By Brian Dunn
For the transportation and logistics sectors, there is no shortage of education programs provided by trade groups, colleges, universities and marine schools across the country.
The Canadian International Freight Forwarders Association (CIFFA) offers a certificate program that covers international transportation and trade and the essentials of freight forwarding, and an advanced certificate on specialized freight services and supply chain management. International trade introduces students to air, ocean, truck and rail transportation and to the world geography through which goods move. It also covers the rules of international commercial terms (Incoterms 2010®), which address issues related to the transfer of ownership and risk as goods are transported from seller to buyer.
The essentials of freight forwarding helps students understand how buyers and sellers manage risk with a variety of international payments, cargo insurance, properly completed commercial documents and export packaging, so students can offer alternative solutions to their clients. The program concludes with professional costing and quoting.
Specialized freight services examine the details of marine cargo, project cargoes and chartering vessels or aircraft. Regulatory compliance is emphasized in an in-depth discussion of customs, while transportation law and legal liability are addressed through International Conventions and CIFFA’s Standard Trading Conditions.
Supply chain management is the introduction to logistics and supply chain management concepts and includes discussions on technology and the increasingly important green logistics. It also introduces basic concepts of sales and marketing.
The courses are offered online and through several colleges across Canada as part of a larger curriculum, according to Steve McDermott, Senior Manager, Education and Training at CIFFA. “More and more colleges are interested in our program and supply chain and logistics is being added to their curriculums. For example, Discovery College in Surrey, B.C., National Academy of Health and Business in Mississauga and Academy Canada in Newfoundland have all expressed an interest in our program. Our biggest supporter is Trios College with eight or nine campuses across Ontario.”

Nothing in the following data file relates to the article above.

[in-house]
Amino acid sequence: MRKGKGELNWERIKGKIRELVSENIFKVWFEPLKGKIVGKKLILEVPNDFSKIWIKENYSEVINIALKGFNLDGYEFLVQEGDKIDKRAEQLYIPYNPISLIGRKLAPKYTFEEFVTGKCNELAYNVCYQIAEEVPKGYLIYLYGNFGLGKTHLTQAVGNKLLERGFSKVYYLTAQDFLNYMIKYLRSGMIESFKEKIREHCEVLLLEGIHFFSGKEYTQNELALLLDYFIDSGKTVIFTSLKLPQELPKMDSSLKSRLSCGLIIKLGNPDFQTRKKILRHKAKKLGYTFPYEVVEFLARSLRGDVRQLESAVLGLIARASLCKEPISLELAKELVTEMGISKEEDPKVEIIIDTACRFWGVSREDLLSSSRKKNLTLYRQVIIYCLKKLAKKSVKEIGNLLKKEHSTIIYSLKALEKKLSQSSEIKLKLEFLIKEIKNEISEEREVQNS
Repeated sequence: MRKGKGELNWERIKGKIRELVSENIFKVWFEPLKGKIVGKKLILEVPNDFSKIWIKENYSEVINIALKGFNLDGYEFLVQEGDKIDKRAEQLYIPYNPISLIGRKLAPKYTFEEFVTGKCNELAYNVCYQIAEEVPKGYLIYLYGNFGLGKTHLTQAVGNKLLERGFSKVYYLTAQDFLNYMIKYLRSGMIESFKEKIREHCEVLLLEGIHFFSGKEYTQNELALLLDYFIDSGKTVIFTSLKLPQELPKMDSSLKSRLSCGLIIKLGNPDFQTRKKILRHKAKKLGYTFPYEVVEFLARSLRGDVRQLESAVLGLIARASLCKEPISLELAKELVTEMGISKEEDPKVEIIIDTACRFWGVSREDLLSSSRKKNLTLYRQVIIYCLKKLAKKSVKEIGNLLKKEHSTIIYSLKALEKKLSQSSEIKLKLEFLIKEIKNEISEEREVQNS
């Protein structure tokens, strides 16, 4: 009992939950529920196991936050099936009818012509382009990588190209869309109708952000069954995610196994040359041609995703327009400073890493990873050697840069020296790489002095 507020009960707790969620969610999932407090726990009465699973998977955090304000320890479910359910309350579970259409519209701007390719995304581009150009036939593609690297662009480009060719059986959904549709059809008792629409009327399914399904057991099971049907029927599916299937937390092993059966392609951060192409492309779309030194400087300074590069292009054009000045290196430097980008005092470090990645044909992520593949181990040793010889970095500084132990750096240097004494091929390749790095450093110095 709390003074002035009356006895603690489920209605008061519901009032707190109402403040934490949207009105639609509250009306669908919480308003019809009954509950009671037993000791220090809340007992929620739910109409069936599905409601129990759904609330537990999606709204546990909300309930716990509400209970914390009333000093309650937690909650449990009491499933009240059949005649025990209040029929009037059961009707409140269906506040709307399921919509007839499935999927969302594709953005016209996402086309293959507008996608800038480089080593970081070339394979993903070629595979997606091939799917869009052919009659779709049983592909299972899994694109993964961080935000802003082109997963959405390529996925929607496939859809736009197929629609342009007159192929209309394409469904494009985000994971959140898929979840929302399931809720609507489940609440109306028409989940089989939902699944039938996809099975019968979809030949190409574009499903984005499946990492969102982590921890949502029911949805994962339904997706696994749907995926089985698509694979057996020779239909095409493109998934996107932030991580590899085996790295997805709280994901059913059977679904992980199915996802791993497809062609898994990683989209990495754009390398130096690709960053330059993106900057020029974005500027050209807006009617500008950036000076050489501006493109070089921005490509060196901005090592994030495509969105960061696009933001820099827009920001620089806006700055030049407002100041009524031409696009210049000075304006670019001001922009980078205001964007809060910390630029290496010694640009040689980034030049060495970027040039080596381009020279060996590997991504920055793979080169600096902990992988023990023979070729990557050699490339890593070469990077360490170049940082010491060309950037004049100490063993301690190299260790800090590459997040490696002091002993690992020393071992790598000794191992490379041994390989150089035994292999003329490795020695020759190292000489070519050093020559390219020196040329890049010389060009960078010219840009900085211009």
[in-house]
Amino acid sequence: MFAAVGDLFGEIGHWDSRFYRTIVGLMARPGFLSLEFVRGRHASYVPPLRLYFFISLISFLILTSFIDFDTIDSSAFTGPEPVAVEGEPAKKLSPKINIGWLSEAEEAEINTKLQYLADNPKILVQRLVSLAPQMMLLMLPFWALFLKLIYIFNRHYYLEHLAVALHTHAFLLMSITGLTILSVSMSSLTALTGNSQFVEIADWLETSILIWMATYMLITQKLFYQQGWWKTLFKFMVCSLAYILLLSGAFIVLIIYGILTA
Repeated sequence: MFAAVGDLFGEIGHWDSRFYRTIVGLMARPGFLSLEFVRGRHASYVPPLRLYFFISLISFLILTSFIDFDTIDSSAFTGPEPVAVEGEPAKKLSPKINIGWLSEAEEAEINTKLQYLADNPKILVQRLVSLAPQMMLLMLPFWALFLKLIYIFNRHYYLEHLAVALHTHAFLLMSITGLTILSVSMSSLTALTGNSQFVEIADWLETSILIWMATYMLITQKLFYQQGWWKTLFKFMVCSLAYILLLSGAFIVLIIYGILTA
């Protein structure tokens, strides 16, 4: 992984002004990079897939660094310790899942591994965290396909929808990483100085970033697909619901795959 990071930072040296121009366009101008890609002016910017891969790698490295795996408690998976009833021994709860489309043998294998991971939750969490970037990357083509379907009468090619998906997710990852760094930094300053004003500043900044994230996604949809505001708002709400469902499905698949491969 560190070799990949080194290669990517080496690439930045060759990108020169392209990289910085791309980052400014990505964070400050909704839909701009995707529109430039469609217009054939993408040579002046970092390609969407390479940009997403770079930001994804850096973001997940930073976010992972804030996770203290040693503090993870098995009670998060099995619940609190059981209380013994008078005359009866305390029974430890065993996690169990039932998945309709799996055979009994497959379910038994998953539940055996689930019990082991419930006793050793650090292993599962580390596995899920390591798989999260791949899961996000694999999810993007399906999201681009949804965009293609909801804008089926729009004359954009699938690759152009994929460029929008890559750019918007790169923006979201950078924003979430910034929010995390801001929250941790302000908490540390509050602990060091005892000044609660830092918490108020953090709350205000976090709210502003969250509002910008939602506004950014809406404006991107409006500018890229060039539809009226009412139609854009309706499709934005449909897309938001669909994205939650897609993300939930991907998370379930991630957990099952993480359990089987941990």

On the marine side, Ontario’s Georgian College has been offering three-year programs in Marine Technology and Marine Engineering at its Owen Sound campus for over 35 years, according to Colin MacNeil, marine programs coordinator. It is one of six Transport Canada Marine Safety recognized training facilities across Canada. The others are Memorial University’s School of Maritime Studies in St. John’s, Nova Scotia Community College in Sydney, the Canadian Coast Guard College in Halifax, the Institut Maritime du Québec in Rimouski and the British Columbia Institute of Technology (Marine Campus).
Georgian College takes in some 50 students a year with an attrition rate of about 30 per cent over the three-year program, which is lower than some programs like mechanical engineering, Mr. MacNeil noted, and explained why. “We’re educating people to be professional mariners and they know exactly what they’re getting into, because we’re up front. They know they’ll be away from friends and family for six to eight months. If they can do that, they can look forward to a challenging and rewarding career with opportunities for advancement.”
Marine technology covers the navigation side of the business, while marine engineering covers the mechanical side. Some people know what they want, while others are stuck in the middle. “If they’re stuck in the middle, we try to encourage them to opt for the engineering side where there is greater demand,” said Mr. MacNeil.
All six colleges teach standard courses and meet as a group twice a year with Transport Canada’s Marine Advisory Council that set those standards and where the six institutions learn about new education training requirements. And all maritime countries, including Canada, are members of the International Maritime Organization (IMO), the United Nations’ specialized agency responsible for the safety and security of shipping and the prevention of marine pollution by ships. The IMO sets standards and any changes to educational requirements are incorporated into the curriculum of the six Canadian marine colleges.
The future looks bright for graduates, according to Mr. MacNeil. “The industry is telling us there’s a shortage of navigation officers and the challenge is promoting junior officers to senior officers. Likewise, marine engineering is where the jobs are now.” That’s because all the major shipping companies like Fednav and CSL are building ships in China which will largely be crewed by Canadians.
The Shipping Federation of Canada offers a certificate course in Marine Transportation in partnership with Montreal’s Concordia University’s Centre for Continuing Education. “The intent of the course is not to recruit new people, but to professionalize those already in the industry,” explained Karen Kancens, Director, Communications and corporate secretary at the Federation. “We’re targeting people who are starting out. We plan to graduate about twenty this June and there have been about a hundred graduates since we first started in 1996.” The university level program consists of five courses each 42 hours long done in sequence that cover an introduction to shipping, vessel husbandry and port operations, customs and documentation, commercial and contractual aspects of shipping and practical chartering. “It offers real life learning and professional development,” said Ms. Kancens. It would appeal to a wide range of disciplines such as container companies, booking or finance departments, law firms involved in maritime law and anyone who wants to increase their knowledge of the shipping industry.”